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As an Oxford don, Lewis Carroll befriended Alice Liddell (the young daughter of the dean of Christ Church, Dr. Henry George Liddell), for whom he wrote such entertaining children's stories as Alice in Wonderland and Through the Looking-Glass.

Queen Victoria was so impressed by Alice in Wonderland that she had a letter sent to Carroll stating that Her Majesty would be delighted to read any other works by the same hand. Sure enough, she soon received a gift from the author: A copy of his Syllabus of Plane Algebraical Geometry!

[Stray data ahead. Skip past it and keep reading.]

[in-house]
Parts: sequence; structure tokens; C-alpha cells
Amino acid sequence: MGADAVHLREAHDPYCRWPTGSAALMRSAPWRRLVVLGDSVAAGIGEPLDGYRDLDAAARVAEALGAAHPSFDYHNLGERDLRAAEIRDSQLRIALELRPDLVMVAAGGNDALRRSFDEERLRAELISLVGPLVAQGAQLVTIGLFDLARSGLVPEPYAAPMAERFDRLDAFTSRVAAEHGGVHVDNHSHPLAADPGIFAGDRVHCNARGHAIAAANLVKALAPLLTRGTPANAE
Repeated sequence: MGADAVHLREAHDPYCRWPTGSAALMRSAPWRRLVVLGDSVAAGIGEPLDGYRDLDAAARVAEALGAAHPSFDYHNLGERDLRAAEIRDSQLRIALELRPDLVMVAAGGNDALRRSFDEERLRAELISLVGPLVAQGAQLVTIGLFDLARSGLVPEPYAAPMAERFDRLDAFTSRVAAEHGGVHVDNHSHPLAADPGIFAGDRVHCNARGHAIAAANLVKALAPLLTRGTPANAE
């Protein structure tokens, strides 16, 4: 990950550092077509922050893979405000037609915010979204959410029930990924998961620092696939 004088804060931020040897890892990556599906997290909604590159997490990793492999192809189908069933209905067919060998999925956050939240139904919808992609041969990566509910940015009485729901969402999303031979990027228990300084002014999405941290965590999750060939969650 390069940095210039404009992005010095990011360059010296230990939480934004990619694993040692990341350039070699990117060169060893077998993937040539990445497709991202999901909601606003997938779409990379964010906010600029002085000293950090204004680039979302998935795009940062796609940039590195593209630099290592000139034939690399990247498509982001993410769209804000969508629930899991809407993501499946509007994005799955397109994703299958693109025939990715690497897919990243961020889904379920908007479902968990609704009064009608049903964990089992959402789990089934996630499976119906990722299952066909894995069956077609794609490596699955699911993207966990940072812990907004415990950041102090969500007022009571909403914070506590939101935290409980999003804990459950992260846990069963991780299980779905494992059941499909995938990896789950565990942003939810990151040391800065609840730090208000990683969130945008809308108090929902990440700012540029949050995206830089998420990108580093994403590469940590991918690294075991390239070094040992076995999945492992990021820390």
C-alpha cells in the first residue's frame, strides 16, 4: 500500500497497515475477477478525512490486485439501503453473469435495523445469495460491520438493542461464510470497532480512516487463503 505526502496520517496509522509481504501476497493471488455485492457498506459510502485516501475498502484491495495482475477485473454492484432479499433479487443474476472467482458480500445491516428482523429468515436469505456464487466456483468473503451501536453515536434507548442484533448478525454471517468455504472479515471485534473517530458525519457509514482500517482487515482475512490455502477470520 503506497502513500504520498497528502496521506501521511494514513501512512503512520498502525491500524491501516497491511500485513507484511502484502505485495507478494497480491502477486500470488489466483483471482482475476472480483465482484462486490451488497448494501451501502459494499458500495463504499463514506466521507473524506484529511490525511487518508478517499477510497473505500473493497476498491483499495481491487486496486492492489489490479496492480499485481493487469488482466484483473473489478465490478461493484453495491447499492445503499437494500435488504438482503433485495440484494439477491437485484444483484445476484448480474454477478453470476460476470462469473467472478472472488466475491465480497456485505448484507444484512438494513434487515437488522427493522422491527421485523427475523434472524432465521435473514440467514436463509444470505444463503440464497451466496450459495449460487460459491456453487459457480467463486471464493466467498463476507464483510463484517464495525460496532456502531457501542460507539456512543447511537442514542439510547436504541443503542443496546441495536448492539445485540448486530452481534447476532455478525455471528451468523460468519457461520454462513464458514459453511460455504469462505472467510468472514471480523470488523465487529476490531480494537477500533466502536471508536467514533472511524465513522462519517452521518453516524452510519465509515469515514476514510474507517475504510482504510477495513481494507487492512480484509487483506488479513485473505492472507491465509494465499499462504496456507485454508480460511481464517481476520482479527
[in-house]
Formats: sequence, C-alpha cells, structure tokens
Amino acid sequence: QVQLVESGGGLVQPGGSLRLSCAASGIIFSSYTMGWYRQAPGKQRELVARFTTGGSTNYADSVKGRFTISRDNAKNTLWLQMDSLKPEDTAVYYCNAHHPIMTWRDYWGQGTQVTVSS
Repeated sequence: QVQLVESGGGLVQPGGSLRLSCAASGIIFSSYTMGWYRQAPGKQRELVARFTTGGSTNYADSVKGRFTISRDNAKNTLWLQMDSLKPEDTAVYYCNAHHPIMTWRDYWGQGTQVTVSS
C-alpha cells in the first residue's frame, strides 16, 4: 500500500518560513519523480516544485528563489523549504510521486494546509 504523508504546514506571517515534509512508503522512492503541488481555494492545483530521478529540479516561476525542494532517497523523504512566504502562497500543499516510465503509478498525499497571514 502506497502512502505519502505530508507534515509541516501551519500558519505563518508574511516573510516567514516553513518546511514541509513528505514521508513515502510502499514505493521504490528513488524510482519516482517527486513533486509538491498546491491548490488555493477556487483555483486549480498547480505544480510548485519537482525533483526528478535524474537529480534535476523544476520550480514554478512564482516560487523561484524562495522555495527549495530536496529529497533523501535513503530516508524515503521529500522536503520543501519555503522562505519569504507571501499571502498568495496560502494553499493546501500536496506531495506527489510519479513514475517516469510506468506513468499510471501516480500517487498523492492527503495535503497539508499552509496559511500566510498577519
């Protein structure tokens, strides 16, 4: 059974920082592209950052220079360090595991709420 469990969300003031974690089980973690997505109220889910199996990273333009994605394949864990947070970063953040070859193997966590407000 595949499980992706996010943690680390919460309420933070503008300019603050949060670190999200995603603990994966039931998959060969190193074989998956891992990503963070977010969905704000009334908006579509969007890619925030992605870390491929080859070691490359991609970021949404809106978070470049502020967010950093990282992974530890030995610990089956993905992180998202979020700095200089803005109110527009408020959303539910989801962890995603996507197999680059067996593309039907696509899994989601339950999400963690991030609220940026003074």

[Sadly, Carroll denied that this episode ever took place.]

[The "Alice" stories began with a boat trip up the Thames by Carroll, the Reverend Robinson Duckworth, and Liddell's three daughters. As Duckworth later recalled, Dodgson rowed as Alice Liddel steered: "The story was actually composed over my shoulder... I remember turning round and saying 'Dodgson, is this an extempore romance of yours?' and he replied, 'Yes, I'm inventing as we go along.'" The date? Friday, July 4th, 1862, "as memorable a day in the history of literature," W. H. Auden once averred, "as it is in American history."]

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